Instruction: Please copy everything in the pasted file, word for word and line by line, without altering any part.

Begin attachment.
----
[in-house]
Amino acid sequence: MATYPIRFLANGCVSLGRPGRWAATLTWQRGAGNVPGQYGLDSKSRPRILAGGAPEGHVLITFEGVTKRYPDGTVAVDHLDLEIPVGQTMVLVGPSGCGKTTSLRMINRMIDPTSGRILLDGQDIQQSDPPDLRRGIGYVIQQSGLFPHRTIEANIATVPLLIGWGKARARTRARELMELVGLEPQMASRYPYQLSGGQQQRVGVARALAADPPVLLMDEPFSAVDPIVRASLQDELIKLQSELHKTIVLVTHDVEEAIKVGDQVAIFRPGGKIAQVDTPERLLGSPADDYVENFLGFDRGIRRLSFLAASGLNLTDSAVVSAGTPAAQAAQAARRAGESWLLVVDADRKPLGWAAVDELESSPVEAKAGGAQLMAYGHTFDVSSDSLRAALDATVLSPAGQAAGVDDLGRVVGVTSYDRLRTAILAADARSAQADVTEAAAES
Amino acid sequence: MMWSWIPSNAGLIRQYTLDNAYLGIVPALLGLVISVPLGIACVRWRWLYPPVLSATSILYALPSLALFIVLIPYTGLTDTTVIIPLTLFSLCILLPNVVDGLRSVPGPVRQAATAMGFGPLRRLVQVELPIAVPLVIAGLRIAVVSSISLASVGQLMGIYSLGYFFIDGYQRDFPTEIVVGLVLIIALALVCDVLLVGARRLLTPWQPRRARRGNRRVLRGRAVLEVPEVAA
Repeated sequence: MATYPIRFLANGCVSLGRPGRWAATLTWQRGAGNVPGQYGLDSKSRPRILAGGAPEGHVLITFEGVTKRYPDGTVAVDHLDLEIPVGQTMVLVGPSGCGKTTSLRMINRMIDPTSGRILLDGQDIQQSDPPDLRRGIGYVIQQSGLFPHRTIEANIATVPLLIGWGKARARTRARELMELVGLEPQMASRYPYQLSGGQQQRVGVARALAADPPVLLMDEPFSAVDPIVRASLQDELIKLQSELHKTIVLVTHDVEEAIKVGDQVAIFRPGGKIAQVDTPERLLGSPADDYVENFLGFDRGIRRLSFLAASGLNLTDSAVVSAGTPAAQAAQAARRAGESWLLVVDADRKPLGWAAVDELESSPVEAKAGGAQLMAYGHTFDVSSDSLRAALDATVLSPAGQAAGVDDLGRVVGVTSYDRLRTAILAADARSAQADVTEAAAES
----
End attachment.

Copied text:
[in-house]
Amino acid sequence: MATYPIRFLANGCVSLGRPGRWAATLTWQRGAGNVPGQYGLDSKSRPRILAGGAPEGHVLITFEGVTKRYPDGTVAVDHLDLEIPVGQTMVLVGPSGCGKTTSLRMINRMIDPTSGRILLDGQDIQQSDPPDLRRGIGYVIQQSGLFPHRTIEANIATVPLLIGWGKARARTRARELMELVGLEPQMASRYPYQLSGGQQQRVGVARALAADPPVLLMDEPFSAVDPIVRASLQDELIKLQSELHKTIVLVTHDVEEAIKVGDQVAIFRPGGKIAQVDTPERLLGSPADDYVENFLGFDRGIRRLSFLAASGLNLTDSAVVSAGTPAAQAAQAARRAGESWLLVVDADRKPLGWAAVDELESSPVEAKAGGAQLMAYGHTFDVSSDSLRAALDATVLSPAGQAAGVDDLGRVVGVTSYDRLRTAILAADARSAQADVTEAAAES
Amino acid sequence: MMWSWIPSNAGLIRQYTLDNAYLGIVPALLGLVISVPLGIACVRWRWLYPPVLSATSILYALPSLALFIVLIPYTGLTDTTVIIPLTLFSLCILLPNVVDGLRSVPGPVRQAATAMGFGPLRRLVQVELPIAVPLVIAGLRIAVVSSISLASVGQLMGIYSLGYFFIDGYQRDFPTEIVVGLVLIIALALVCDVLLVGARRLLTPWQPRRARRGNRRVLRGRAVLEVPEVAA
Repeated sequence: MATYPIRFLANGCVSLGRPGRWAATLTWQRGAGNVPGQYGLDSKSRPRILAGGAPEGHVLITFEGVTKRYPDGTVAVDHLDLEIPVGQTMVLVGPSGCGKTTSLRMINRMIDPTSGRILLDGQDIQQSDPPDLRRGIGYVIQQSGLFPHRTIEANIATVPLLIGWGKARARTRARELMELVGLEPQMASRYPYQLSGGQQQRVGVARALAADPPVLLMDEPFSAVDPIVRASLQDELIKLQSELHKTIVLVTHDVEEAIKVGDQVAIFRPGGKIAQVDTPERLLGSPADDYVENFLGFDRGIRRLSFLAASGLNLTDSAVVSAGTPAAQAAQAARRAGESWLLVVDADRKPLGWAAVDELESSPVEAKAGGAQLMAYGHTFDVSSDSLRAALDATVLSPAGQAAGVDDLGRVVGVTSYDRLRTAILAADARSAQADVTEAAAES